3 Tips for Small Venue Concert Photography - HTBARP

Small Venue Concert Photography

Kat Vinter Small Venue Concert Photography

So you’re a photographer attempting to get into gig photography? The best way is to start out in small venues.

3 Tips for Small Venue Concert Photography

We are all dreaming of breaking into those bigger venues. However, for now, shooting in smaller, more cramped spaces is what will allow us to be more creative with our shots in the future.

Equipment

Getting hold of equipment for the first time can be tricky; it’s expensive, confusing and the options are aplenty. I can tell you the best option is to get a Nikon or Canon DSLR with a 50mm f/1.8 lens, (find my tools suggestions here) which will work best in low light conditions. They are also lightweight and compact, which will help when navigating through the crowd.

This will work well with a shutter speed of 1/160 and an ISO of 800, however, you may need to keep raising it until the picture is appropriately exposed.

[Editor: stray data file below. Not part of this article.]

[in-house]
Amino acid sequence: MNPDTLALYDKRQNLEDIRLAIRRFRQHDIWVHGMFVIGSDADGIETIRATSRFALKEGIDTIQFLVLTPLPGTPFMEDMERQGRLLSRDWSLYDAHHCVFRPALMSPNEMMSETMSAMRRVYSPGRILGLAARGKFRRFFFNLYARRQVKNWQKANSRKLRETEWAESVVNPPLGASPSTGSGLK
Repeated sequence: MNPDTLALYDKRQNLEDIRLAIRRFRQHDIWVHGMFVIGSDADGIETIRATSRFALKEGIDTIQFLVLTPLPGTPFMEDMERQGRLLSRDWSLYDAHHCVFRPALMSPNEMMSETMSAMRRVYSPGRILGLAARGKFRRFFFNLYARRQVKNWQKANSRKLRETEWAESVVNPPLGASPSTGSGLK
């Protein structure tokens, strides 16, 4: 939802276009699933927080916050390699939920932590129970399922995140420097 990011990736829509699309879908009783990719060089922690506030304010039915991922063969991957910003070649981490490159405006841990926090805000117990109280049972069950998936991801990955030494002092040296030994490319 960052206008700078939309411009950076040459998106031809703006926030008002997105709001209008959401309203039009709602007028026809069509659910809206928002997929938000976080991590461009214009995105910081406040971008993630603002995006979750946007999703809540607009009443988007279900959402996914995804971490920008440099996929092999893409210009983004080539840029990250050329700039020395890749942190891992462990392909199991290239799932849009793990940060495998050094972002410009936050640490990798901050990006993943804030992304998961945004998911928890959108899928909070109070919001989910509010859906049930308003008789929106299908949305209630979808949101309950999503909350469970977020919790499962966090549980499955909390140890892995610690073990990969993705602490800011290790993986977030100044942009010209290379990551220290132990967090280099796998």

Lighting

With most small venues taking hold of back rooms in bars or scrappy event spaces, you may find that the lighting is challenging, which will directly affect your photos. Usually you’ll find smaller venues will use blue, green or red bulbs, which don’t always look great when photographed.

However, sometimes this isn’t always a bad thing. Depending on the type of concert you’re going for, this low-fi grungy lighting may add the edge you need to your photos.

There is one other alternative, black and white. Now I know this is often frowned upon in certain photography circles, but it really can help save a picture with color issues. Black and white undeniably works for certain shots as well (download my free B&W Lightroom presets here).

No Pit

It’s no surprise to discover there won’t be a photography pit in your local venue, which does present some challenges. You may need to muscle through and be careful with your equipment, but embrace it.

It may mean setting up camp for a few songs then shifting around to the other side of the stage to get different angles. But there is nothing more fun that getting up close and personal to your act along with the crowd.

Read more about shooting your first concert here.

Let me know your tips for small venue concert photography in the comments below.

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